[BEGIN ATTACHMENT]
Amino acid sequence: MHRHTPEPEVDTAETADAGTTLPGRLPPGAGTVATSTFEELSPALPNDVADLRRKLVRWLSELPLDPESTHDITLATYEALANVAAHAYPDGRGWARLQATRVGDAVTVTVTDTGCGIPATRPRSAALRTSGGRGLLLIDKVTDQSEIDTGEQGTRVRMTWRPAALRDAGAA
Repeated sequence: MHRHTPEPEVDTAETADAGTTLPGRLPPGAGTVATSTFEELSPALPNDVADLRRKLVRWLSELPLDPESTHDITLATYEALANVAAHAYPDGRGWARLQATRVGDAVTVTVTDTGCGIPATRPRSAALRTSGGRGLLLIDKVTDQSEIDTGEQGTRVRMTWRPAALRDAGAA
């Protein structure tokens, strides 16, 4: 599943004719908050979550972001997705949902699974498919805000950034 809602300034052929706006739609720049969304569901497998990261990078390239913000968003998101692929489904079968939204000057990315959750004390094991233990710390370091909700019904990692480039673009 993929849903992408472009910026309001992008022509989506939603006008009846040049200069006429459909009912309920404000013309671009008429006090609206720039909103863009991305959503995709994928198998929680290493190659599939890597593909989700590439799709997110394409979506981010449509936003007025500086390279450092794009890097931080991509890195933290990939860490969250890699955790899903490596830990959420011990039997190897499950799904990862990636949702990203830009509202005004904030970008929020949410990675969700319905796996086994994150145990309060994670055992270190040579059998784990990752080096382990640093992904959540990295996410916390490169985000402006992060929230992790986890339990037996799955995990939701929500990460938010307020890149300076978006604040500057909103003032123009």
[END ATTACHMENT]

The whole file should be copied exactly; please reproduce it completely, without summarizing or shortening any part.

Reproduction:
Amino acid sequence: MHRHTPEPEVDTAETADAGTTLPGRLPPGAGTVATSTFEELSPALPNDVADLRRKLVRWLSELPLDPESTHDITLATYEALANVAAHAYPDGRGWARLQATRVGDAVTVTVTDTGCGIPATRPRSAALRTSGGRGLLLIDKVTDQSEIDTGEQGTRVRMTWRPAALRDAGAA
Repeated sequence: MHRHTPEPEVDTAETADAGTTLPGRLPPGAGTVATSTFEELSPALPNDVADLRRKLVRWLSELPLDPESTHDITLATYEALANVAAHAYPDGRGWARLQATRVGDAVTVTVTDTGCGIPATRPRSAALRTSGGRGLLLIDKVTDQSEIDTGEQGTRVRMTWRPAALRDAGAA
């Protein structure tokens, strides 16, 4: 599943004719908050979550972001997705949902699974498919805000950034 809602300034052929706006739609720049969304569901497998990261990078390239913000968003998101692929489904079968939204000057990315959750004390094991233990710390370091909700019904990692480039673009 993929849903992408472009910026309001992008022509989506939603006008009846040049200069006429459909009912309920404000013309671009008429006090609206720039909103863009991305959503995709994928198998929680290493190659599939890597593909989700590439799709997110394409979506981010449509936003007025500086390279450092794009890097931080991509890195933290990939860490969250890699955790899903490596830990959420011990039997190897499950799904990862990636949702990203830009509202005004904030970008929020949410990675969700319905796996086994994150145990309060994670055992270190040579059998784990990752080096382990640093992904959540990295996410916390490169985000402006992060929230992790986890339990037996799955995990939701929500990460938010307020890149300076978006604040500057909103003032123009």